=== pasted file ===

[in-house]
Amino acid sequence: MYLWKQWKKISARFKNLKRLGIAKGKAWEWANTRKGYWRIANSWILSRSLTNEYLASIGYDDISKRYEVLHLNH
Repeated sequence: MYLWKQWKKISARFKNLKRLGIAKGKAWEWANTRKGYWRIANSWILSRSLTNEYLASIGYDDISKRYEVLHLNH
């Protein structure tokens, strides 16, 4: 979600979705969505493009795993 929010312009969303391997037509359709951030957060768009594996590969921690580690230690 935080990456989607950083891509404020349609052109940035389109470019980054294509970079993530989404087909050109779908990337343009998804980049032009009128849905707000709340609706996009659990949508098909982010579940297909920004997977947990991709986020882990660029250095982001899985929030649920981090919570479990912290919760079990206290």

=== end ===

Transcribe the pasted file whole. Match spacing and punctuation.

[in-house]
Amino acid sequence: MYLWKQWKKISARFKNLKRLGIAKGKAWEWANTRKGYWRIANSWILSRSLTNEYLASIGYDDISKRYEVLHLNH
Repeated sequence: MYLWKQWKKISARFKNLKRLGIAKGKAWEWANTRKGYWRIANSWILSRSLTNEYLASIGYDDISKRYEVLHLNH
């Protein structure tokens, strides 16, 4: 979600979705969505493009795993 929010312009969303391997037509359709951030957060768009594996590969921690580690230690 935080990456989607950083891509404020349609052109940035389109470019980054294509970079993530989404087909050109779908990337343009998804980049032009009128849905707000709340609706996009659990949508098909982010579940297909920004997977947990991709986020882990660029250095982001899985929030649920981090919570479990912290919760079990206290």